Warren Buffett says in his 1989 annual report that “Having a dog teaches a boy fidelity, perseverance, and to turn around three times before lying down.”
Taking Buffett’s words to heart, I wanted to reflect on past experiences and distill my choices for joining CircleUp into three points:.
- An innovative business model with a strong moat
- A good challenge in big data and machine learning
- A super interesting role as Chief Architect
CircleUp is an investment platform powered by technology. We invest directly in high-growth, early-stage consumer brands––aggregating disparate data from over 200 sources to inform our investing decisions and drive conviction.
Sitting at the nexus of data and the consumer investing has a few very important but tricky characteristics:
- Inefficient early-stage CPG private markets: The consumer VC ecosystem lacks efficiency, unlike tech. There’s significant demand for capital, but very few entrepreneurs will get the chance when so much of the current path to funding is driven by relationships and connections. CircleUp is working to bring efficiency and a merit-based approach to this market.
- Uniform business models: The business models of CPG are also very similar. Whether a company is selling dog food, shampoo or water, the business operates in essentially the same way where Company A makes and distributes a product, retailers buy the product and sell it to the end consumer (in some cases the companies sell to the end consumer).
- Broadly available data: There’s endless data on consumer product and retail companies. And, much of it is public. This is a dream for a data person like me.
The uniform business models and broadly available data of CPG is a perfect recipe for machine learning. It’s what makes Helio, the core platform of CircleUp, possible.
Helio is a collection of continuously refined data sources and algorithms with user friendly applications. The vision is to give…
- an investor the conviction to make an investment
- an entrepreneur the confidence and insights to inform business strategy
- a retailer the quantitative reason to bet on consumer products
With better information comes better decisions, and better decisions yield better outcomes for investors, entrepreneurs, and industry players alike.
A business model is like the rules of chess and data is like the moves in the game. The results of the games can be predicted with uniform business models and broadly available data. It’s like we can make investment decisions like chess decisions.
Chess is one of the best illustrations of machine learning advancements. The game has well defined rules and a strong archive of existing games to learn from (and a computer can generate new games).
Having built a Chess Bot, however, I’d be naïve to think private investing in CPG will be as easy to solve as chess.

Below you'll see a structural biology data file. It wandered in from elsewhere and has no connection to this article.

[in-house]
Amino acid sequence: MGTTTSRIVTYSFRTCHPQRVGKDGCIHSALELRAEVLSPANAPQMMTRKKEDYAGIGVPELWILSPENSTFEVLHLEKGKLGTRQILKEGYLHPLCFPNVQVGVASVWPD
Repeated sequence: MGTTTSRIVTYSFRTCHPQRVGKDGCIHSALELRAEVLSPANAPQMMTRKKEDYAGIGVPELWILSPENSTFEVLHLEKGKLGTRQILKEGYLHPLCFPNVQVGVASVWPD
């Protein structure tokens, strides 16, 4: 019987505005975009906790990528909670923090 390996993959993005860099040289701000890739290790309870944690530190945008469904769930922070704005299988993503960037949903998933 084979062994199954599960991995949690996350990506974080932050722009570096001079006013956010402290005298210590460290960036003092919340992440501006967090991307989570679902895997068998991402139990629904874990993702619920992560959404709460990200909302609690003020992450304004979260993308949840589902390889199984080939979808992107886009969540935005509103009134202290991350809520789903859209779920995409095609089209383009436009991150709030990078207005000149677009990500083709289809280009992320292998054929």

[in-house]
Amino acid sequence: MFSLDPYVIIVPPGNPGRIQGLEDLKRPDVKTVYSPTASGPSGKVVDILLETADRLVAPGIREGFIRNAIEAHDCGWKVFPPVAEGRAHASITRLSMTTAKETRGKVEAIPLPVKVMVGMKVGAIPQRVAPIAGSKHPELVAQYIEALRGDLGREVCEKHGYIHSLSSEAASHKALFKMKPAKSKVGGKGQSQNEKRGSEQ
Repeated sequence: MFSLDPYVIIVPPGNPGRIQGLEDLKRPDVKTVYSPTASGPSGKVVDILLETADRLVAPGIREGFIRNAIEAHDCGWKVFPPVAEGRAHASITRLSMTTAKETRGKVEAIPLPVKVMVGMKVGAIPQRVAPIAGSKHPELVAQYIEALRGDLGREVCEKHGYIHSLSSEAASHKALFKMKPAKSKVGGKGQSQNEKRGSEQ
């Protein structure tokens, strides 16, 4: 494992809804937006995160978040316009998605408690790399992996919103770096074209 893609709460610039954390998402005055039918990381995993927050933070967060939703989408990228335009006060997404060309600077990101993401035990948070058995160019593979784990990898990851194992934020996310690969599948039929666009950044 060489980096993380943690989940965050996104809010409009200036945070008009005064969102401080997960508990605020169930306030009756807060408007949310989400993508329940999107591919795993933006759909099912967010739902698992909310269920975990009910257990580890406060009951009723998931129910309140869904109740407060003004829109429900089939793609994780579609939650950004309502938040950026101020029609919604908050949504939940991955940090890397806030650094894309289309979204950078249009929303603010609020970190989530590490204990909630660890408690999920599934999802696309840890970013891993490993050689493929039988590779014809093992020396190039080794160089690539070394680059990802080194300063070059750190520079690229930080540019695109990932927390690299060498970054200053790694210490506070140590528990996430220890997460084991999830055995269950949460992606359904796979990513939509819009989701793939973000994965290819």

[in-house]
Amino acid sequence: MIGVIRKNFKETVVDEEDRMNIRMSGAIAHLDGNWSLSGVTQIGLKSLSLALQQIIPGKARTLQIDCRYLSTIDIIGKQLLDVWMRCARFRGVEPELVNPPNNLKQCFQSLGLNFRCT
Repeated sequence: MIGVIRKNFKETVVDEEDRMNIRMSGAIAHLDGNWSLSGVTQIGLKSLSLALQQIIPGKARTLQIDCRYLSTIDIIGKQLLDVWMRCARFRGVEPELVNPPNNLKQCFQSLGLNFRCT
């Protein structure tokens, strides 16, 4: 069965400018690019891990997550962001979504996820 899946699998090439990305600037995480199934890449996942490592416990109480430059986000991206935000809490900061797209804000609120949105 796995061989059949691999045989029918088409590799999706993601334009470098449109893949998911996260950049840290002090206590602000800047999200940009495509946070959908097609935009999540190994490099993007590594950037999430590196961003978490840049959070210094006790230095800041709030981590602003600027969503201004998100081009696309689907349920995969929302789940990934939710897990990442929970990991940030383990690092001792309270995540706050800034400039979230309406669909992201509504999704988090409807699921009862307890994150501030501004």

Firstly, there’s no rule in any business that’s well defined enough to be used to play out and generate the result of the business, therefore, we cannot generate new business data like we can generate a chess game by playing some possible moves.
Secondly, the most important ingredient of machine learning is data. The data available to understand the world of consumer products is constantly changing as businesses are born and preferences or trends evolve. This creates both a unique technical challenge for our team and a meaningful barrier to entry.
Furthermore, this data is widely available, but it is often unstructured, dispersed, and continuously changing sources. A huge part of the challenge is to build a robust data pipeline that can process this data effectively and make machine learning easier.
Lastly, compared to traditional software development, machine learning is a relatively new domain with evolving development practices. It’s an exciting challenge to build a machine learning pipeline that can encourage collaboration among data scientists, enable reproducibility and reusability of the models, and improve agility and iteration of experiment and deployment
I have invested much of my career in the investment banking technology domain (at firms such as Goldman Sachs and JPMorgan) and then moved into big data and machine learning (at Twitter and Cruise).
I am excited by the opportunity to combine those experiences and disrupt private investing. As CircleUp’s Chief Architect, I will have the opportunity to:
- Drive recommendations for technology adoption from a total-enterprise perspective
- Drive adoption of integration patterns and technologies, considering data integration and business integration
- Evaluate and identify appropriate technology platforms for delivering the company’s services to third parties
- Work across product, engineering, and data science teams to enable delivery of a robust, scalable and global platform that can be used to deliver market-leading insights and guide investment decision-making to evolve CircleUp’s platform for the future
As a bonus, I will be doing this alongside our two visionary co-founders and a group of incredible technologists, investors,
2019 will be super interesting, challenging and fun. I look forward to it.